Looking at the music of Dutch rock band Focus, started in the late sixties by Thijs Van Leer (b /31/03/48) with Jan Akkerman (b 24/12/46). Van Leer still performs and records under the name today (official site here). Akkerman's site here.




Track by track 7 Focus (instrumental)

Archive number: 7
Title: Focus (Instrumental) [Also known as Focus 1]
Main Album: In and Out of Focus (Also on a single 1970)
Track number: 8 (first on the Sire release)
Genre: Progressive Rock Instrumental
Studio: Sound Techniques Studio, 46a Old Church Street, Chelsea, London SW3
Length: 9' 44”
Composer: Thijs Van Leer
Musicians: Jan Akkerman - Electric guitars (Fender telecasters); Thijs van Leer - Hammond organ, Mellotron, Piano, Flute; Martijn Dresden – Bass; Hans Cleuver – Drums
Producer: Hubert Terheggen (RTM)
Engineer: Jerry Boys
Label: LP - Imperial, Sire, Polydor; CD - EMI Bovema, IRS, Red Bullet
Date of recording/release: Late January 1970/Autumn 1970 (1973 in the US. In 1974 the album appeared in Brazil as Pop Giants). CD – 1988, 1993, 2001.
Alternative version: A quite different version appears on van Leer's Introspection album. This has been covered on a new age mood record by The Lavender Hill Orchestra.
Notes: This is the much longer instrumental version of the opening track. It appears to be chiefly a live group session performed in the studio but the flute at the end perhaps and some of the guitar work has been overdubbed (the guitar is often double-tracked). There is plenty of reverb. Careful listening also reveals a mellotron (eg 02:07-02:25) and a piano (03:05-03:50) in the mix in the first section at certain points, as well as the organ. The track can be divided into two main sections. The first concludes (around 04:19-06:45) with a wild and bluesy guitar-led storm that has been brewing from the start as soaring and calmer passages have alternated all the way from the calm beginning (compare 00:00-01:06 with 01:07-01:18; 01:19-02:06 with 02:07-02:25 and 02:26-02:53 with 02:54-03:04). The final calm passage (03:05-03:50) leads into 03:51-04:18, which begins the rise. The second section is an increasingly wild flute-led romp (starting at 06:46) in which the guitar has a rather country-like sound but with some funky jazz playing too before breaking into heavy rock rhythms. The whole closes with a relatively abrupt ritardando, slowing down to a dying stop. It has been suggested that lines from Schubert's impromptu can be found somewhere in the mix here.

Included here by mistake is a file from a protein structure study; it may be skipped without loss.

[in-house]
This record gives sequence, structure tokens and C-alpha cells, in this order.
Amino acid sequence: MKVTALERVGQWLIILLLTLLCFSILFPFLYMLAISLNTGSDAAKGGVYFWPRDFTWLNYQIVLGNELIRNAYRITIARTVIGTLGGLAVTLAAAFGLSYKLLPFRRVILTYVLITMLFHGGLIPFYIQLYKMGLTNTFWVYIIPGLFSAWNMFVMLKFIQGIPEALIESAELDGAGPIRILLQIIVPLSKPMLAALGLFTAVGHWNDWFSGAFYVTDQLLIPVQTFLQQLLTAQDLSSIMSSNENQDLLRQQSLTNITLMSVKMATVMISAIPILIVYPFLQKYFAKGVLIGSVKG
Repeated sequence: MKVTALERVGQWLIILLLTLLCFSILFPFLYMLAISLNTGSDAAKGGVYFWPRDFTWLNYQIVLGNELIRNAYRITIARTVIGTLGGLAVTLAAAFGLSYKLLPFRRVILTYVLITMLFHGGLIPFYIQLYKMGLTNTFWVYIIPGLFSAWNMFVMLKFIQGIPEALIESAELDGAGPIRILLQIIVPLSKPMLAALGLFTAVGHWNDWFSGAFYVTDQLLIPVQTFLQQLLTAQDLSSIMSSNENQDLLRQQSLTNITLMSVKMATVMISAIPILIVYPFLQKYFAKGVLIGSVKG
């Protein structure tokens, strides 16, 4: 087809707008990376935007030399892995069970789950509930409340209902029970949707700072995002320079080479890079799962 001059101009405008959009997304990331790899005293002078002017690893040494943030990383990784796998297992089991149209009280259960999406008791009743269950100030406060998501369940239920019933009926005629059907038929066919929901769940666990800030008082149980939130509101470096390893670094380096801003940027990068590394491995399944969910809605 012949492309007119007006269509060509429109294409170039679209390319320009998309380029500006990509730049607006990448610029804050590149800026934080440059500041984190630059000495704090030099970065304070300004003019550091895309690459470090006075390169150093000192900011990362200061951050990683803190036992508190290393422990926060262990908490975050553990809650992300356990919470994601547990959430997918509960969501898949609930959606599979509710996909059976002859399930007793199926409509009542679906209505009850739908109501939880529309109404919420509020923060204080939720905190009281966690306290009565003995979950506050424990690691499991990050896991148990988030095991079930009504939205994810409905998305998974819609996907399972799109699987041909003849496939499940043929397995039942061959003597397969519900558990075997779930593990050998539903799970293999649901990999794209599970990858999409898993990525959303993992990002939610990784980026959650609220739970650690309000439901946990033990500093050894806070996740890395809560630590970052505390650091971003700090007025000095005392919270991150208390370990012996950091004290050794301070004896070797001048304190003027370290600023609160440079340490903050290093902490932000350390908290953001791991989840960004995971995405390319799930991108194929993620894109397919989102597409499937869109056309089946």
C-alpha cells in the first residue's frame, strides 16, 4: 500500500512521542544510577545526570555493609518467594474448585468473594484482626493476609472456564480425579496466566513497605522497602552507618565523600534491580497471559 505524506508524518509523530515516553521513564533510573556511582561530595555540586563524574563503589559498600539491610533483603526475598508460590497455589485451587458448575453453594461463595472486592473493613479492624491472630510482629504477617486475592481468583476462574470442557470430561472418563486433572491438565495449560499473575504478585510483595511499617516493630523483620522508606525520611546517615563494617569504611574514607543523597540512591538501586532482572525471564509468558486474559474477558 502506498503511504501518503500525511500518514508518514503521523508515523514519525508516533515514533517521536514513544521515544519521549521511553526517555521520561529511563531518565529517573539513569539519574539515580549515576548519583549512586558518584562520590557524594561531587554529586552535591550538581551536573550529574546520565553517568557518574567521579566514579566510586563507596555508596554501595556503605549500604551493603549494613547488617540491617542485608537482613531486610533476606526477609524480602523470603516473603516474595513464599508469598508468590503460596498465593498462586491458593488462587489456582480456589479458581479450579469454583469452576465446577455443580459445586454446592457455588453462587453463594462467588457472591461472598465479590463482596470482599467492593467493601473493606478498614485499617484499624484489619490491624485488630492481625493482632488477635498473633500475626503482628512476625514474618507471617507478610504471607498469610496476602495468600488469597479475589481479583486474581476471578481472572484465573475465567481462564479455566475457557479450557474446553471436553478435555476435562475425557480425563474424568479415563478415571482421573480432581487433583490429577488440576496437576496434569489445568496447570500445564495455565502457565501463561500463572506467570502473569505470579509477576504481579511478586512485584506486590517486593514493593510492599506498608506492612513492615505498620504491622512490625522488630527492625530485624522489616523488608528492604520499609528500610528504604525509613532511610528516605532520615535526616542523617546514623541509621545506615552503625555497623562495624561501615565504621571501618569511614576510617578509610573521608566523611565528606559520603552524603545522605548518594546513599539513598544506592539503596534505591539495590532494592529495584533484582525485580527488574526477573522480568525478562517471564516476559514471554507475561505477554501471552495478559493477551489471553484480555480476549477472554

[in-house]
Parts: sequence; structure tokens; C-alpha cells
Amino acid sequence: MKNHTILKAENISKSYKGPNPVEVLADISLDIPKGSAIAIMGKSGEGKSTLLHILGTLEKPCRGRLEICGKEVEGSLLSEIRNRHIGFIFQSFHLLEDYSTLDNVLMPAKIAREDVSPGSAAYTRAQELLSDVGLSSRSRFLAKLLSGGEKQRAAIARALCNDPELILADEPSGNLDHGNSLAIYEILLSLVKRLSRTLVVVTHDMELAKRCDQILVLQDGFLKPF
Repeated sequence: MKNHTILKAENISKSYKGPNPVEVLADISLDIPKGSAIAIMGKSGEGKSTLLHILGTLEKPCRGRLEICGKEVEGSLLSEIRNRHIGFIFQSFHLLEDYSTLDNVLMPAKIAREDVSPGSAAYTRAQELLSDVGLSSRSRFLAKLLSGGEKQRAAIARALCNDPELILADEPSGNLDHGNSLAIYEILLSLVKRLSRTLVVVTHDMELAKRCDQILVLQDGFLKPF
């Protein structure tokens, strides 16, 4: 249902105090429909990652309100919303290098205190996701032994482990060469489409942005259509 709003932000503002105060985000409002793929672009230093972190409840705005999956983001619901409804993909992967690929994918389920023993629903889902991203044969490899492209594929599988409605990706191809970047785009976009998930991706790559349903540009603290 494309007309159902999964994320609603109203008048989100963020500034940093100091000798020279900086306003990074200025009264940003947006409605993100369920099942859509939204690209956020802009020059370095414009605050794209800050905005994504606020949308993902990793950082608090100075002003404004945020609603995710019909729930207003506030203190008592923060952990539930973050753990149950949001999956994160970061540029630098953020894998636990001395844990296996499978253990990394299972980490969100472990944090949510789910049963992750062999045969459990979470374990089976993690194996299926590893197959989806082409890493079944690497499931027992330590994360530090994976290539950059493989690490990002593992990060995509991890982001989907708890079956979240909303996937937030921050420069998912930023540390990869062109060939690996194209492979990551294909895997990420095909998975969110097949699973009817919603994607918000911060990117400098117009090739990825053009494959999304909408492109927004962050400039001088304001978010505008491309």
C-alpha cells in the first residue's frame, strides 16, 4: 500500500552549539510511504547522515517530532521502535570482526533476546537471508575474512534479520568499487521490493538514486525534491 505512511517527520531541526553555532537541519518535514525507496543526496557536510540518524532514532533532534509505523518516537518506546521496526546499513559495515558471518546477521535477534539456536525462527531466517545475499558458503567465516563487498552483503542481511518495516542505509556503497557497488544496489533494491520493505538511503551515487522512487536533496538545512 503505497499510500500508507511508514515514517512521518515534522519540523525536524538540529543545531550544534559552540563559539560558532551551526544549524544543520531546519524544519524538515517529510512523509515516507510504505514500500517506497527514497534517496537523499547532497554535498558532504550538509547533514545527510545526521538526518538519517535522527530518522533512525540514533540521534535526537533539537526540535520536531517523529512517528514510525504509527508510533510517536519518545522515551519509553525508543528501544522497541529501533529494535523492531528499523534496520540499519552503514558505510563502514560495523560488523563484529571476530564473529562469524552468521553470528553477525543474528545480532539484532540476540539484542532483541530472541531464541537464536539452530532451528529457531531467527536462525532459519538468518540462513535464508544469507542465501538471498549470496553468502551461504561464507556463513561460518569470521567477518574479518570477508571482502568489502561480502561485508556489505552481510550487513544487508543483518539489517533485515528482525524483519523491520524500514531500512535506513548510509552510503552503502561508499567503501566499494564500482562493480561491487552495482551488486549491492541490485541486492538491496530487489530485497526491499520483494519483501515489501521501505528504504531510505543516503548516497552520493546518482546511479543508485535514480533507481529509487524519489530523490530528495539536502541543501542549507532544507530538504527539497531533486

Note on the mellotron (from Wikipedia)
An electro-mechanical, polyphonic keyboard originally developed and built in Birmingham in the early sixties, it superseded the Chamberlin, the world's first sample playback keyboard. The heart of the mellotron is a bank of magnetic audio tapes. Each has approximately 8 seconds playing time. Playback heads (under each key) enable the playing of pre-recorded sounds.
The earlier MkI and MkII models [Focus probably used a MkII] contained two side-by-side keyboards: on the right 18 selectable "lead/instrument" sounds (eg strings, flutes, brass); on the left pre-recorded musical rhythm tracks (in various styles).
The tape banks for the later, lighter-weight M400 models contain only 3 selectable sounds eg strings, cello, the famous eight-voice choir. The sound on each individual tape piece was recorded at the pitch of the key to which it was assigned. The M400 tapes came in a removable frame, which allowed for relatively quick changes to new racks of sounds.
First heard on records from the late sixties, through the 1970s the Mellotron had a major impact on rock music, particularly the 35 note (G-F) model M400 released 1970. It sold over 1800 units and became a trademark sound of the era's progressive bands. The MkI and MkII were not portable. All were expensive and temperamental and Focus probably used a studio instrument.
The unique sound of the Mellotron is produced by a combination of characteristics including the wow and flutter factor, the result being that each time a note is played it is slightly different from the previous time (a bit like a conventional instrument). The notes also interact with each other so that chords or even just pairs of notes have an extremely powerful sound.
Another factor in its strangely haunting quality of its most frequently-heard sounds is that the individual notes were recorded in isolation. For a musician accustomed to playing in an orchestral setting, this was unusual, and meant that he had nothing against which to intonate.

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